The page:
Miracles on Christmas Day is Rhodes’ first foray into holiday music and- much like last year’s offering from Mary Chapin Carpenter- pulls listeners into a warm embrace of emotion strengthened by reminiscences and hopefulness.
Inspired by Nelson, Rhodes vowed to write a Christmas song annually. She has packaged the finest of these with two standards of the season- including a beautiful rendition of Carol of the Bells- and an interpretation of Patty Griffin’s Mary.
Amidst gentle shuffles augmented by some of Austin’s finest musicians, Rhodes captures the traditional trappings of the Christmas season within nine wonderful little compositions. Good cheer and mistletoe bring a Little Touch of Christmas while the hopeful pines -eloquently and without saccharine- for One More White Christmas with that special someone.
Wake Up Sleepy Town offers Tex-Mex flavourings while Angels Unaware finds the Christmas spirit in the most appropriate of circumstances.
Miracles on Christmas Day is that rare seasonal offering that stands on its own not only as a beautiful recording but as a thematic exploration that maintains significance outside of December.
Various Artists World Christmas Party Putumayo Records
One can always count on the fine folks at Putumayo to collect listenable and atypical Christmas sounds to inject life to holiday celebrations.
From the irie blessings of Jacob Miller’s Jamaican-flavoured We Wish You A Merry Christmas through to the Latin/Cuban jazz of Ed Calle and Arturo Sandoval’s instrumental interpretation of Santa Claus is Coming to Town, those seeking a more worldly view of traditional sounds need to look no further.
Charles Brown’s soulful Christmas Comes But Once a Year would sound apt no matter the season, while the Hawaiian spirit of Keahiwai’s Rockin’ Around the Christmas Tree adds lightness of the collection.
Other favourite sounds stem from Brazil’s Jose Conde (Winter Wonderland) and Texas polka band Brave Combo (The Christmas Song). The highlight may well be Maria de Barros’s Alegria, a beautiful interpretation of Deck the Halls.
Mix in a bit of progressive bluegrass from Alison Brown, a touch of Mozambique via Costa Neto, and New Orleans’ essential Heritage Hall Jazz Band, and one has a Christmas collection waiting to become a favourite.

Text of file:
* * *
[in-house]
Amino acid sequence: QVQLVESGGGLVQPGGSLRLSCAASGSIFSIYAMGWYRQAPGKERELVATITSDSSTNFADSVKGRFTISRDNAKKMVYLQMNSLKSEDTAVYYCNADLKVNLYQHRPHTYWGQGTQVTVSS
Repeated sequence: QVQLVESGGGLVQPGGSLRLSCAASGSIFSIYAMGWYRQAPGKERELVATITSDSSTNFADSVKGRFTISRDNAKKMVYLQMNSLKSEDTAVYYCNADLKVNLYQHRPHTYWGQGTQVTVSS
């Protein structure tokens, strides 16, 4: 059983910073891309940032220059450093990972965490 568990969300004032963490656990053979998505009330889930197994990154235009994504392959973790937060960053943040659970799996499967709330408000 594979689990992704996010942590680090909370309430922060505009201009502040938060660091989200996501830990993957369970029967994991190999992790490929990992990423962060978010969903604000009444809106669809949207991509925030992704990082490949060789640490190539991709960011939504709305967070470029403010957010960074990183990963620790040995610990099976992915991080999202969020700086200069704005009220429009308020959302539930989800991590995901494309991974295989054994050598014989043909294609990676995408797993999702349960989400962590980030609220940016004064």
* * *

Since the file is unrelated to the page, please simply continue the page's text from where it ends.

As always, thanks for visiting Fervor Coulee. Best, Donald
Ox Silent Night & Other Cowboy Songs (Cosmic Daves Record Factory)
What happens when that slightly off-putting collection of shaggy musicians and ne’r-do-wells from down the block get a-hold of their grandparents Christmas albums?
When Mark Browning and his raggle taggle collection of lo-fi, alt.folk friends get together, creativity abounds. “White Christmas”, “I Heard the Bells on Christmas Day”, and “O Holy Night” and a half-dozen other seasonal classics are dismantled and reconstructed in a manner that is a bit off-putting but also strangely attractive. Quite experimental, the set holds together well. On some songs, such as “Silent Night”, accompaniment is kept to a minimum and the song appears to be little more than a singer hunched over his guitar. Other tracks are more elaborately arranged, as on “Good King Wenceslas” with organ and other instruments seemingly multi-tracked around tape loops that hint at the familiar melody.
One admires their brass at taking a run at beloved tunes in the manner they do.
Listeners get a better understanding of the project when the original numbers are examined. Neither “Xmas in the Jailhouse” (“I spent Christmas in the drunk tank”) nor “Christmas with the Band” (“Wrapped up all the dope and tied with bows ready to smoke, Socks tied to the dashboard with bungee cord, got cookies, beer, and jam sandwiches”) are likely to become standards, but they do reveal the perspective of the group: the glorious Christmases of yesteryear, as magical as they appear in memory and movies, are not something that everyone can relate with.